Jeffrey Epstein is dead, but that doesn't mean his accusers have been silenced.

On Tuesday, nearly three weeks after the wealthy financier and alleged sex trafficker took his own life in jail, a host of women and their attorneys are taking the stand to tell their stories. Judge Richard Berman decided last week that Epstein's death — and prosecutors' subsequent proposal to drop the charges — should not close the door on those who wish to speak about the case.

"The Court believes that where, as here, a defendant has died before any judgment has been entered against him, the public may still have an informational interest in the process by which the prosecutor seeks dismissal of an indictment," Berman wrote.

Up to 30 women are reportedlyplanning to speak in court Tuesday. Although cameras are not allowed inside the courtroom, members of the media have nevertheless descended on the Manhattan courthouse to catch a glimpse of news conferences that are likely to be held after the hearing.

Despite Epstein's absence, the hearing marks a milestone in the long, sordid saga surrounding the controversial financier. Long suspected of running a sex trafficking ring that targeted young girls, in particular, Epstein managed to elude his accusers' attempts to bring him to justice — and largely to keep their stories quiet.

Most notably, his first major trial ended in 2008 with a lenient federal plea deal that allowed Epstein to plead guilty to a state charge of soliciting prostitution from a teenager and serve about a year in jail. He was allowed to leave the jail frequently during his time in custody; what's more, his plea deal also sealed the agreement and largely hid it from his accusers and the public alike.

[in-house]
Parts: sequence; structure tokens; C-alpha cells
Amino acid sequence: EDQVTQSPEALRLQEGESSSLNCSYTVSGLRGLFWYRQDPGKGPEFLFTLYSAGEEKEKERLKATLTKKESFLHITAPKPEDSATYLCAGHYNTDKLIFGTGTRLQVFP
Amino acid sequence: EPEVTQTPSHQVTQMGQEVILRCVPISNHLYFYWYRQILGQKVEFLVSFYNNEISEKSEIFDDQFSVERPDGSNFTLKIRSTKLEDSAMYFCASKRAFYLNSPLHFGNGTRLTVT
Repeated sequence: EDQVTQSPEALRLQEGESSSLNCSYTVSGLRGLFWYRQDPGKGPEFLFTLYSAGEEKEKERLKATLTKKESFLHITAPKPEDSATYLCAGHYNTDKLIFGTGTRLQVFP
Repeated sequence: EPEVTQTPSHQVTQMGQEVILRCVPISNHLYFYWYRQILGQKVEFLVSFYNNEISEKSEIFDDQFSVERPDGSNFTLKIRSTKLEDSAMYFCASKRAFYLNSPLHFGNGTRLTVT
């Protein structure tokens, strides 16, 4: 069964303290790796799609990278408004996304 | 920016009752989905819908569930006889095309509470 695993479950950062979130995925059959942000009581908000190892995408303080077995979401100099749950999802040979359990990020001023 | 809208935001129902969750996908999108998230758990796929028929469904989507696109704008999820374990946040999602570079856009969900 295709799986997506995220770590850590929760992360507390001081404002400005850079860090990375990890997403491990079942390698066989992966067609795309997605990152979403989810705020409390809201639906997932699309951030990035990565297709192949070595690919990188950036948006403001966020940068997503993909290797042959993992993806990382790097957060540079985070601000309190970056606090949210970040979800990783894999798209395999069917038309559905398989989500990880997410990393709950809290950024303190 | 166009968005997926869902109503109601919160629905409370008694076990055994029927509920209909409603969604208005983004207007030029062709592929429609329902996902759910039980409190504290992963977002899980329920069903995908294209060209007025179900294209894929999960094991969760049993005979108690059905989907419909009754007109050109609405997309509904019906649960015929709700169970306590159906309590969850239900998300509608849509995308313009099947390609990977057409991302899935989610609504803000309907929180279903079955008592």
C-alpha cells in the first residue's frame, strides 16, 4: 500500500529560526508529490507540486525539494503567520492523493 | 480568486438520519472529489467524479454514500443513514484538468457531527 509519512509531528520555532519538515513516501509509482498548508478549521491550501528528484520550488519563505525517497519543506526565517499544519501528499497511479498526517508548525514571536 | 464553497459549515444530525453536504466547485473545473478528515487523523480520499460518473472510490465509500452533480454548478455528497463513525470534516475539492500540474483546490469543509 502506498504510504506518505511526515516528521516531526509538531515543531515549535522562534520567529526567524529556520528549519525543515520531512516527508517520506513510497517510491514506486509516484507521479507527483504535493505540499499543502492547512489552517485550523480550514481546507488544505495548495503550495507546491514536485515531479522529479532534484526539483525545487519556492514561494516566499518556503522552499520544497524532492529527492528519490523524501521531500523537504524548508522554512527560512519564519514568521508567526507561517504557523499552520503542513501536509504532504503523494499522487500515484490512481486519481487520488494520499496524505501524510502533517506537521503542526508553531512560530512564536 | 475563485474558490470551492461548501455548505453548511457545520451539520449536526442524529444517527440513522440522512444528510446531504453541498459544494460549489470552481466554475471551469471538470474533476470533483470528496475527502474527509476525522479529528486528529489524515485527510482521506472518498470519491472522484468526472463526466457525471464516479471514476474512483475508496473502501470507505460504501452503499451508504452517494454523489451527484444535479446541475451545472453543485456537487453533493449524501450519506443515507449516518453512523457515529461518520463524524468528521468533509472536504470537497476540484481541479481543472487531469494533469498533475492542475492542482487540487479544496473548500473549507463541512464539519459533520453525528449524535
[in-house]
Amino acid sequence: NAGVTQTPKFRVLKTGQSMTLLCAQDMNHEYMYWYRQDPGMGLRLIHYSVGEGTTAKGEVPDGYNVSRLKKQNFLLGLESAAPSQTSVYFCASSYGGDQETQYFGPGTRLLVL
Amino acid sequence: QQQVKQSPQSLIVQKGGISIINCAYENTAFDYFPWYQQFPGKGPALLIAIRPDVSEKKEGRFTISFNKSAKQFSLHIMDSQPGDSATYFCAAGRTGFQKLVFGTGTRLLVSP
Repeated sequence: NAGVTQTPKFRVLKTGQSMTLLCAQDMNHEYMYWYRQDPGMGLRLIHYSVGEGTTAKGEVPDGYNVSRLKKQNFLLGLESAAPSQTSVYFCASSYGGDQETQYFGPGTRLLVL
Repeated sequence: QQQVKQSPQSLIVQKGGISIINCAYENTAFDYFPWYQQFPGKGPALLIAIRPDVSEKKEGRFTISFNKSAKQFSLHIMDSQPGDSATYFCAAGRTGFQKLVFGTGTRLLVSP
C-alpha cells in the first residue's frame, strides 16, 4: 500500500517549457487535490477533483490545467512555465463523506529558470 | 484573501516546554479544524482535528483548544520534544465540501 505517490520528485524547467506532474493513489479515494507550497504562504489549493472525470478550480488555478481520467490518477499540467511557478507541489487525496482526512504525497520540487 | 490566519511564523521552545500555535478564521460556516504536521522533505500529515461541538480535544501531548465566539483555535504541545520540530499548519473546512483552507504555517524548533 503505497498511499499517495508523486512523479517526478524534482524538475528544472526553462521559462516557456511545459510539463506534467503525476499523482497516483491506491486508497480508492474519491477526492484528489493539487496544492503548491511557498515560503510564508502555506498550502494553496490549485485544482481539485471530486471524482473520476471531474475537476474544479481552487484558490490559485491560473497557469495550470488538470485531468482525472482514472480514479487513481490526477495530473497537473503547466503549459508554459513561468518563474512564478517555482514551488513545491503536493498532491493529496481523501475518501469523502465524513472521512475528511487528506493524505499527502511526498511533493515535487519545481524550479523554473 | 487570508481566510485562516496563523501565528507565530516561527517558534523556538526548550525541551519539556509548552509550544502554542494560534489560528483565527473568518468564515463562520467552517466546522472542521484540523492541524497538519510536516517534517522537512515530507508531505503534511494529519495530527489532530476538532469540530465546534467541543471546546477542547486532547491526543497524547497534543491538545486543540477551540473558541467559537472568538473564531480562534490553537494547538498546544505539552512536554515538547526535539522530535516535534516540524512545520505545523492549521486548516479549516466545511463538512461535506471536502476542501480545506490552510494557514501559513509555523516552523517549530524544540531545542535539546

It was not until last year's investigation by the Miami Herald shed light on details of the deal that outrage over Epstein escalated again. That anger also led to the resignation of the man who negotiated the agreement, Alexander Acosta. Acosta had been a U.S. attorney at the time and stepped down as Labor Secretary last month.

A separate lawsuit packed with revealing testimony about the operation he and his associate Ghislaine Maxwell allegedly ran with the help of others was left under seal for years, until a judge released a trove of documents related to the case. Those thousands of pages of documents, released just a day before Epstein's death, contained claims that he and Maxwell recruited and used teenage girls for sex, often forcing them to have sex with other prominent men connected with Epstein.

When Epstein died, many of his accusers feared they'd once again been robbed of the chance to speak out in court.

"I cannot say that I am pleased he committed suicide, but I am at peace knowing that he will not be able to hurt anyone else," one of Epstein's alleged victims wrote in a letter signed "Jane Doe" and posted to Twitter by her lawyer, Lisa Bloom. "However, a sad truth remains: I, along with other women, will never have an answer as to why; I will never have an apology for all the wrong doing; and, most importantly, Epstein will not be justly sentenced for his crimes."

"In choosing death," the woman added, "Epstein denied everyone justice."

Tuesday's hearing might mark the end of the case against Epstein himself should Judge Berman approve prosecutors' request to dismiss the indictment, but other legal battles are far from over. Several of Epstein's accusers have filed significant lawsuits against his estate, and prosecutors have vowed to pursue justice against his associates.

"To those brave young women who have already come forward and to the many others who have yet to do so, let me reiterate that we remain committed to standing for you," the U.S. Attorney's Office for the Southern District of New York said in a statement earlier this month, "and our investigation of the conduct charged in the Indictment — which included a conspiracy count — remains ongoing."

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